Russia and its nuclear industry in 2016

Nuclear Monitor Issue: 
Vladimir Slivyak ‒ Co-chair of Ecodefense

Although many important events related to the Russian industry and anti-nuclear movement happened in 2016, there was not much publicity. Probably the main reason was state pressure on both the media and public movements – pressure that has escalated for three years in a row. Back in 2014, the Russian government introduced a new version of the so-called "law on foreign agents", the main instrument to put heavy pressure on human rights and environmental movements.

The first environmental group labeled as a foreign agent was Ecodefense for the campaign "to stop construction of the Baltic nuclear power plant near Kaliningrad", according to the Ministry of Justice. This campaign was going on since 2009 until the Russian government halted construction of the plant in 2013. Although the Russian nuclear industry was talking about possible restart of this project in three years' time, it remained frozen in 2016. Ecodefense faced several new court cases based on the "foreign agent law". However, the organization managed to survived in 2016, thanks to the Public Verdict Foundation, a human rights group that sent lawyers to defend Ecodefense in court.

During 2016, dozens of non-governmental groups found themselves on the list of a foreign agents, including several organizations criticizing the nuclear power industry. Some of the groups, including "Green World" in Sankt-Petersburg region, declared they are closing down. Another group – Foundation for Nature, in the city of Chelyabinsk – asked the local court to close it down, which happened in late 2016. In the region of Krasnoyarsk, Siberia (where Rosatom is planning to build a geologic repository for spent nuclear fuel), local activist and journalist Fyodor Maryasov faced a criminal case against him for criticizing nuclear plans.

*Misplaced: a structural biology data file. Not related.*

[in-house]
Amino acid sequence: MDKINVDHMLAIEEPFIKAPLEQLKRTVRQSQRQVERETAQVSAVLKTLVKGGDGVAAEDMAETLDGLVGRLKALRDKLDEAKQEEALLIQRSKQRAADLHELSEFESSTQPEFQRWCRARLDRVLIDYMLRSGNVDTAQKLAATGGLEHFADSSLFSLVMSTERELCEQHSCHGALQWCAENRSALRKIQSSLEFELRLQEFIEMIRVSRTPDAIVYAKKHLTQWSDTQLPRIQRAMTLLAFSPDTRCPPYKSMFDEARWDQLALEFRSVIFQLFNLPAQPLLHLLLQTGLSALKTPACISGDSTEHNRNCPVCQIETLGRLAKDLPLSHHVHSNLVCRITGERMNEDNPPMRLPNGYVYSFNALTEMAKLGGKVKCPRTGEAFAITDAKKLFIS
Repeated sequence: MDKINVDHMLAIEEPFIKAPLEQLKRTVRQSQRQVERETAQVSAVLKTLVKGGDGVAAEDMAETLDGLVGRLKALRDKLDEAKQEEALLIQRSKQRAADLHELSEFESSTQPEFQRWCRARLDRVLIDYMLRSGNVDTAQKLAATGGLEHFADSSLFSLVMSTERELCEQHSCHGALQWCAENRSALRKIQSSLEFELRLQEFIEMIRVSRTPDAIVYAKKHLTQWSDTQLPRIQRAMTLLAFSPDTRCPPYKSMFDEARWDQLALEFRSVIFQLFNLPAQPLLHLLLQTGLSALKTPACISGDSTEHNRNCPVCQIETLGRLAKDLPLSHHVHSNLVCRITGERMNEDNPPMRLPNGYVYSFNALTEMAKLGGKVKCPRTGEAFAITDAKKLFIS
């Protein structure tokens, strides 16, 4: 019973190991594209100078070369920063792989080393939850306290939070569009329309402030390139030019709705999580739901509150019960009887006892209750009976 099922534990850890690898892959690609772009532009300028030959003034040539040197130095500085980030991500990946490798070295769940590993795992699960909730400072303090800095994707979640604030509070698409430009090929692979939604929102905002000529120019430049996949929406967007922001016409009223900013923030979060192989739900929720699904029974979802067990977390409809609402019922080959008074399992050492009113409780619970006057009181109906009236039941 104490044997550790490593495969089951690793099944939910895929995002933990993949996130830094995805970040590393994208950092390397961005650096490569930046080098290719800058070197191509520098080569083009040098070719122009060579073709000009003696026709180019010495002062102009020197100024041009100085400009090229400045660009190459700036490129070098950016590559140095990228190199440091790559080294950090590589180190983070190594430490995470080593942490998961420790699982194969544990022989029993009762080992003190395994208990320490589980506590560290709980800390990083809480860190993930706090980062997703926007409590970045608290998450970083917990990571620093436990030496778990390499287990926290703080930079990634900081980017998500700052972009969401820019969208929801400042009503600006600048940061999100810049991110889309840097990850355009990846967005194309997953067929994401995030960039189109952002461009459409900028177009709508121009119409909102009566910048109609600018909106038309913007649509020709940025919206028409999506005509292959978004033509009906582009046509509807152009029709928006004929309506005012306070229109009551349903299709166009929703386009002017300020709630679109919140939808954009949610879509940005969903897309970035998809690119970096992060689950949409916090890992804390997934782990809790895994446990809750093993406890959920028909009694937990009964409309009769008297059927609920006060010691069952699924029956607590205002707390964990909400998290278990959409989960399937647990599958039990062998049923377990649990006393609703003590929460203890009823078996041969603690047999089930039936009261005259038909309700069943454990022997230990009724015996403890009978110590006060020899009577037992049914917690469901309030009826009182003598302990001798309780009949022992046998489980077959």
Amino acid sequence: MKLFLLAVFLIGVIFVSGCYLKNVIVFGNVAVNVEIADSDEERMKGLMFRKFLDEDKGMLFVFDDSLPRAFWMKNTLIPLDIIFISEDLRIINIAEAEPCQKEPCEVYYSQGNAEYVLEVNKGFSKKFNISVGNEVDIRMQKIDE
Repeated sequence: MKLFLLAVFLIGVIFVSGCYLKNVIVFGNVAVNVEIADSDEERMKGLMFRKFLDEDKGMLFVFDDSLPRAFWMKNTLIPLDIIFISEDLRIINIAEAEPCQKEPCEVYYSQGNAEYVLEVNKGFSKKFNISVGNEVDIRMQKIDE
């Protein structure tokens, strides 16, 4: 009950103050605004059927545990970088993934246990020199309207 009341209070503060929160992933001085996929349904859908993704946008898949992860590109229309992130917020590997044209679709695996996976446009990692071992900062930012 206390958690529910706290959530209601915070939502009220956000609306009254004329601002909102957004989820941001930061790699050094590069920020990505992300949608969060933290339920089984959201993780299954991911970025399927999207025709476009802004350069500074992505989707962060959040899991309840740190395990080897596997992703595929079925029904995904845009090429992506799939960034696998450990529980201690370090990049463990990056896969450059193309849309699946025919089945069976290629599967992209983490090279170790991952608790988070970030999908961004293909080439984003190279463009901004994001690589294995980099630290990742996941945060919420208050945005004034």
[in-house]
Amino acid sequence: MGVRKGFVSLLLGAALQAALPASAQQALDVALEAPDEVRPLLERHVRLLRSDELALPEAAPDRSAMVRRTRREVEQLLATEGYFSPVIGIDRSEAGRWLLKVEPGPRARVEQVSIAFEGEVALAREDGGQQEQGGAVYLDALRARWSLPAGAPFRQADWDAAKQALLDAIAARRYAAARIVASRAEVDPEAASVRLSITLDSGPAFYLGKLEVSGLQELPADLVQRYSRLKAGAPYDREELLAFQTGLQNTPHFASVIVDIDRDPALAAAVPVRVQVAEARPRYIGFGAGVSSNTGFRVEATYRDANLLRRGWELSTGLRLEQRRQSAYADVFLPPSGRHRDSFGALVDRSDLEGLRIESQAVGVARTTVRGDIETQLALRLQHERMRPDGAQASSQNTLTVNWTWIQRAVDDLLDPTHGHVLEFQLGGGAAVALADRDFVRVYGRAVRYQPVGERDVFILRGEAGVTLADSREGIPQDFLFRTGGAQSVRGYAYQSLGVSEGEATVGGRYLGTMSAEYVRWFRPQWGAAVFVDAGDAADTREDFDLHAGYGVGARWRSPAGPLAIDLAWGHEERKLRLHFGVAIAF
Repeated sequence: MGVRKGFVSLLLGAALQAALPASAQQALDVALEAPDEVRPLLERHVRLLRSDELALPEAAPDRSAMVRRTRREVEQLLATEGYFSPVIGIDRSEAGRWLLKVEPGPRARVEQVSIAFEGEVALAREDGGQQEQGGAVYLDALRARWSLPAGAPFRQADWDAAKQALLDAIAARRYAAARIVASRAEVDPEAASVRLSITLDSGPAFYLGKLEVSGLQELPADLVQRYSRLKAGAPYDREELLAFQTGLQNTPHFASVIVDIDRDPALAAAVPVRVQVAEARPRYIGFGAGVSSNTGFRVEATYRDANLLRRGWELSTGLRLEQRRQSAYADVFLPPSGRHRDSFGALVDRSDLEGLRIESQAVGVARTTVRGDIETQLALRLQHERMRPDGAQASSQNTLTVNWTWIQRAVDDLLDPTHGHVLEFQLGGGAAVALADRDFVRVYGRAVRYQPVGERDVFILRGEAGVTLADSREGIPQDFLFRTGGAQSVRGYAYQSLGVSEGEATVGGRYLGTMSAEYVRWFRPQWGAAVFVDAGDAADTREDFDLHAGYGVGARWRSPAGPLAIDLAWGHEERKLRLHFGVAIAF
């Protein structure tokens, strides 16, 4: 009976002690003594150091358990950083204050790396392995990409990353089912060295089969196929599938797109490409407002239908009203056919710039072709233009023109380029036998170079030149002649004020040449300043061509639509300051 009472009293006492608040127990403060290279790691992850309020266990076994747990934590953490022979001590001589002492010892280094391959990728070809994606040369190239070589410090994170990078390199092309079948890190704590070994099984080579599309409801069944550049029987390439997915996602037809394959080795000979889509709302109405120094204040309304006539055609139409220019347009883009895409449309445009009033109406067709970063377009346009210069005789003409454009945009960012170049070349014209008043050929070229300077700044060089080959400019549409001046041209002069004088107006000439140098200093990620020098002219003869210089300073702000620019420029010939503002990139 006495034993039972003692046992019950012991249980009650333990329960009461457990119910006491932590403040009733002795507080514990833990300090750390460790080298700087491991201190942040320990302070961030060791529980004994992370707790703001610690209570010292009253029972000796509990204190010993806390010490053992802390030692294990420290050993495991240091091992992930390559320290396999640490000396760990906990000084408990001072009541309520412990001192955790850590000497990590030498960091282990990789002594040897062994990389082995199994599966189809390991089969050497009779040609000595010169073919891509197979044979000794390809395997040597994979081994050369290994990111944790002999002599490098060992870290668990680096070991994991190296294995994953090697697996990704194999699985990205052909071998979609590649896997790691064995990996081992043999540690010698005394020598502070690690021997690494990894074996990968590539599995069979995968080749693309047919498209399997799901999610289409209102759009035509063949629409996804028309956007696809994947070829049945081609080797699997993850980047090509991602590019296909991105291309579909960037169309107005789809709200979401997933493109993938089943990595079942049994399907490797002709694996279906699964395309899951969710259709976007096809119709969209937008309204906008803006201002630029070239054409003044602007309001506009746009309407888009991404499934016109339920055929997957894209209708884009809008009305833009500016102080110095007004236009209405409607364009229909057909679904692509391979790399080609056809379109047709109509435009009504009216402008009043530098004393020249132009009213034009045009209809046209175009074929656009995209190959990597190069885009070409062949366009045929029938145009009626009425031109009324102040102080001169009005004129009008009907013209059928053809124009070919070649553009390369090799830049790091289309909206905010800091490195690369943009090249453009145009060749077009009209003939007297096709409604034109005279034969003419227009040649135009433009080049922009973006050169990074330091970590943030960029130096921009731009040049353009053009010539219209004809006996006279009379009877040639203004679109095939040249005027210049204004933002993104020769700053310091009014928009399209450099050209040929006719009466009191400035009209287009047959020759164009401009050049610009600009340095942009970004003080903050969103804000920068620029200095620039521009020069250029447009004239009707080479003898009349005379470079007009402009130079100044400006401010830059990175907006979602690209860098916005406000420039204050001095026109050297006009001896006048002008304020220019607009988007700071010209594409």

2017 was declared a "year of environment" by the Russian government, which may be a signal for further repression against environmental groups. There is a general belief among environmentalists that pressure on anti-nuclear activists is good for Rosatom, which is trying to sell as many nuclear reactors as possible worldwide. Criticism of nuclear technology at home may negatively affect Rosatom's export plans.

2016 wasn't very good in this regard with the decisions approved in Vietnam and South Africa. The Vietnamese government said it will not build two Russian reactors in the near future as was agreed earlier with Rosatom. The main reason was the availability of cheaper alternatives to nuclear power. South Africa said it will postpone its nuclear program to the late 2030s. The Russian and South African governments agreed to a large-scale nuclear program in 2014 which included 9.6 GW of new nuclear capacity to be built over a decade. Additionally, a uranium enrichment plant, a research reactor and production of some reactor components were under discussion.

Rosatom's so-called "portfolio" of new reactor orders, worth of around US$120 billion, has been a matter of pride for the state utility for a long time. However critics question how many binding vs. non-binding agreements were included under this number. There is no official estimate in this regard. According to an Ecodefense estimate, binding contracts in this portfolio account for up to 20%.